What was likely more unsettling for investors was the release of a policy statement from the FOMC that outlined “principles for reducing the size of the balance sheet.” Balance sheet reduction is considered a bit more “hawkish” than what markets have been anticipating from the Fed. During Chair Powell’s press conference, he stated, “The balance sheet is substantially larger than it needs to be… There’s a substantial amount of shrinkage in the balance sheet to be done. That’s going to take some time. We want that process to be orderly and predictable.” This process would see the Fed reinvest only some of its monthly cash inflows from existing bond holdings. Only time will tell what might be forthcoming.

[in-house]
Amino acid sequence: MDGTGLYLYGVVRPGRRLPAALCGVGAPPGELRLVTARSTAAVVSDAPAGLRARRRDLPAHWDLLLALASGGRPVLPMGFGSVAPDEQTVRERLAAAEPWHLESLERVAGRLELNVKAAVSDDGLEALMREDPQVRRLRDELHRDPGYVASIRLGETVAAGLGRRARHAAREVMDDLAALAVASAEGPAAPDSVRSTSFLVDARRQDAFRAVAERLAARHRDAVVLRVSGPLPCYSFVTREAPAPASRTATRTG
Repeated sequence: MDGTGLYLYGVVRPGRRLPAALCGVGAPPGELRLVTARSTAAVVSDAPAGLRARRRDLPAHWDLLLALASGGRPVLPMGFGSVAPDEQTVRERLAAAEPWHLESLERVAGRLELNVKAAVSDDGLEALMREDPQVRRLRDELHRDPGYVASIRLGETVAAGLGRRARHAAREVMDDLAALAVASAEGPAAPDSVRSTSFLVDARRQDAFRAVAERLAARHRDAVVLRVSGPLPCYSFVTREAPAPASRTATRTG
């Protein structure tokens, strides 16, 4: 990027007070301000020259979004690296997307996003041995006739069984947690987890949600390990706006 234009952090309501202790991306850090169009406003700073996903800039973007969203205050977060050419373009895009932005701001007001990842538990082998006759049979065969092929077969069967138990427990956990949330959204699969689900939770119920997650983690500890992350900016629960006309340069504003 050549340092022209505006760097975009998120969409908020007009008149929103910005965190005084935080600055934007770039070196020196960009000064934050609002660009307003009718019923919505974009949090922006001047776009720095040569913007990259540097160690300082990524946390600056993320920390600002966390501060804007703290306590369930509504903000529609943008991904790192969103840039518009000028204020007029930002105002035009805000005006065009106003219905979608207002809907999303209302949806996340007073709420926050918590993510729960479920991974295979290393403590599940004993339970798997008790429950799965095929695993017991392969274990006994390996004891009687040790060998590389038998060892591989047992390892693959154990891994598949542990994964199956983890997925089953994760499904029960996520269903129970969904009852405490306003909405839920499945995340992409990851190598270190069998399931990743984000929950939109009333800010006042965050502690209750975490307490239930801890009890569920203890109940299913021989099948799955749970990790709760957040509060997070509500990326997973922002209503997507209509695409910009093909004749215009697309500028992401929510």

The municipal market was not immune to the aforementioned volatility, and monthly declines in fixed income. In fact, the downdraft in municipals was even greater than in taxable bonds. AAA-yields are up 45 – 65 basis points at major benchmarks. Much of this has to do with how “rich” tax-exempt bonds were priced before the recent run-up in yields. As we noted in our prior Market Commentaries, ratios of tax-exempt to taxable yields were at very low levels on a historical basis. The ratio at 5-years as of the beginning of this year was about 50%, and 70% at 10-years. At the end of the month, these ratios increased rather dramatically to 76% and 87%, respectively. The ratio at 10-years is the highest since about November of 2020.